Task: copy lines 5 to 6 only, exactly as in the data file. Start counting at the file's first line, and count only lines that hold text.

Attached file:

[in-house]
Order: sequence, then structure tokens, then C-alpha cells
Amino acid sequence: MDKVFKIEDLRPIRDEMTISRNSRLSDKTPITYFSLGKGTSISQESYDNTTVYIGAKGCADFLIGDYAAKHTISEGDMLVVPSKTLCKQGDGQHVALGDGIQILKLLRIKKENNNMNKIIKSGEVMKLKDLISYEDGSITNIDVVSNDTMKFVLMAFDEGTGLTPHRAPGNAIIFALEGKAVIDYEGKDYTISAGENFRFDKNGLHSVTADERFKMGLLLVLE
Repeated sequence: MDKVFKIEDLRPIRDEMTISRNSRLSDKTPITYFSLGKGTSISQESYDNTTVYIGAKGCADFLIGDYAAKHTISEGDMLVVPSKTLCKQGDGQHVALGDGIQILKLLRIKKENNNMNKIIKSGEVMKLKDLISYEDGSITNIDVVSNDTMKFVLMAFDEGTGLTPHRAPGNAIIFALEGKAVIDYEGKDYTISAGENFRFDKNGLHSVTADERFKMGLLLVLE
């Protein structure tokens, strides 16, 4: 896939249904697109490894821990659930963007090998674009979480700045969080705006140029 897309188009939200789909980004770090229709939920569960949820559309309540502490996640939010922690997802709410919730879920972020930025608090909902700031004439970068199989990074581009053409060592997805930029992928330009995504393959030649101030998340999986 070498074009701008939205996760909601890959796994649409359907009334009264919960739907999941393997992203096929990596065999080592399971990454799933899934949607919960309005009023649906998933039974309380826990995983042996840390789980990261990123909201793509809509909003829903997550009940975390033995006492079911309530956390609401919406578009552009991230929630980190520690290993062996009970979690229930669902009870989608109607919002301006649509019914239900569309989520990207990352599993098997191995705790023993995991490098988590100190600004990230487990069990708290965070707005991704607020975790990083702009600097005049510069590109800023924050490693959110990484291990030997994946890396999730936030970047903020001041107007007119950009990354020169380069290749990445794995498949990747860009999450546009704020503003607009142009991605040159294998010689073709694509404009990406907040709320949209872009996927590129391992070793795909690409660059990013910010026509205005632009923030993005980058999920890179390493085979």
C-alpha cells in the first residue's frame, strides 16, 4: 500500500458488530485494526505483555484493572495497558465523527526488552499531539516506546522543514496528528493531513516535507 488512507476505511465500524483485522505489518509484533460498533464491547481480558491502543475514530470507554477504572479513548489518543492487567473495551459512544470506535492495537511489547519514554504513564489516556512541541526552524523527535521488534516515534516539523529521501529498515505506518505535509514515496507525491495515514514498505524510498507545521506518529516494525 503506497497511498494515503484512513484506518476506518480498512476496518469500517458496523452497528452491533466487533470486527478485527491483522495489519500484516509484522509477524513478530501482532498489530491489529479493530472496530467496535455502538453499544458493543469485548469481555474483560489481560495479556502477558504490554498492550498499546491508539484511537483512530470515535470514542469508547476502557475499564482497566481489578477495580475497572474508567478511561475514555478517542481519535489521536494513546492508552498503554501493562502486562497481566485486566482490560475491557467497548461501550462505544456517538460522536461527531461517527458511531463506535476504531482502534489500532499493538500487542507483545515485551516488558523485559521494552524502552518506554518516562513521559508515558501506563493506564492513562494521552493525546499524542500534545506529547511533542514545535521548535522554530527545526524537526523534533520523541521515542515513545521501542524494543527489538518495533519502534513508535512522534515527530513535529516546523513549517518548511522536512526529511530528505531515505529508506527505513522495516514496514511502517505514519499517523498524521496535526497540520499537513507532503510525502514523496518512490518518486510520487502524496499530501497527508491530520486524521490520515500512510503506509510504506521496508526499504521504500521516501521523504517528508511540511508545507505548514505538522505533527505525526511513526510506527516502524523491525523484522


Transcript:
């Protein structure tokens, strides 16, 4: 896939249904697109490894821990659930963007090998674009979480700045969080705006140029 897309188009939200789909980004770090229709939920569960949820559309309540502490996640939010922690997802709410919730879920972020930025608090909902700031004439970068199989990074581009053409060592997805930029992928330009995504393959030649101030998340999986 070498074009701008939205996760909601890959796994649409359907009334009264919960739907999941393997992203096929990596065999080592399971990454799933899934949607919960309005009023649906998933039974309380826990995983042996840390789980990261990123909201793509809509909003829903997550009940975390033995006492079911309530956390609401919406578009552009991230929630980190520690290993062996009970979690229930669902009870989608109607919002301006649509019914239900569309989520990207990352599993098997191995705790023993995991490098988590100190600004990230487990069990708290965070707005991704607020975790990083702009600097005049510069590109800023924050490693959110990484291990030997994946890396999730936030970047903020001041107007007119950009990354020169380069290749990445794995498949990747860009999450546009704020503003607009142009991605040159294998010689073709694509404009990406907040709320949209872009996927590129391992070793795909690409660059990013910010026509205005632009923030993005980058999920890179390493085979």
C-alpha cells in the first residue's frame, strides 16, 4: 500500500458488530485494526505483555484493572495497558465523527526488552499531539516506546522543514496528528493531513516535507 488512507476505511465500524483485522505489518509484533460498533464491547481480558491502543475514530470507554477504572479513548489518543492487567473495551459512544470506535492495537511489547519514554504513564489516556512541541526552524523527535521488534516515534516539523529521501529498515505506518505535509514515496507525491495515514514498505524510498507545521506518529516494525 503506497497511498494515503484512513484506518476506518480498512476496518469500517458496523452497528452491533466487533470486527478485527491483522495489519500484516509484522509477524513478530501482532498489530491489529479493530472496530467496535455502538453499544458493543469485548469481555474483560489481560495479556502477558504490554498492550498499546491508539484511537483512530470515535470514542469508547476502557475499564482497566481489578477495580475497572474508567478511561475514555478517542481519535489521536494513546492508552498503554501493562502486562497481566485486566482490560475491557467497548461501550462505544456517538460522536461527531461517527458511531463506535476504531482502534489500532499493538500487542507483545515485551516488558523485559521494552524502552518506554518516562513521559508515558501506563493506564492513562494521552493525546499524542500534545506529547511533542514545535521548535522554530527545526524537526523534533520523541521515542515513545521501542524494543527489538518495533519502534513508535512522534515527530513535529516546523513549517518548511522536512526529511530528505531515505529508506527505513522495516514496514511502517505514519499517523498524521496535526497540520499537513507532503510525502514523496518512490518518486510520487502524496499530501497527508491530520486524521490520515500512510503506509510504506521496508526499504521504500521516501521523504517528508511540511508545507505548514505538522505533527505525526511513526510506527516502524523491525523484522